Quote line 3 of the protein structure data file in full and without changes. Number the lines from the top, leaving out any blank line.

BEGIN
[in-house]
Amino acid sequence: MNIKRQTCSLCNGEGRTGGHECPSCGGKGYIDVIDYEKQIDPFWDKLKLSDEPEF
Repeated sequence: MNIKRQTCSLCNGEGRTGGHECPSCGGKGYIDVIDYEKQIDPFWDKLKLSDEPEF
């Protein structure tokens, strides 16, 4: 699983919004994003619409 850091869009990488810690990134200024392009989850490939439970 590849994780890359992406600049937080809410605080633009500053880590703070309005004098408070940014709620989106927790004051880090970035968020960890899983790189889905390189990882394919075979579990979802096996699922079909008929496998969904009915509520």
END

Repeated sequence: MNIKRQTCSLCNGEGRTGGHECPSCGGKGYIDVIDYEKQIDPFWDKLKLSDEPEF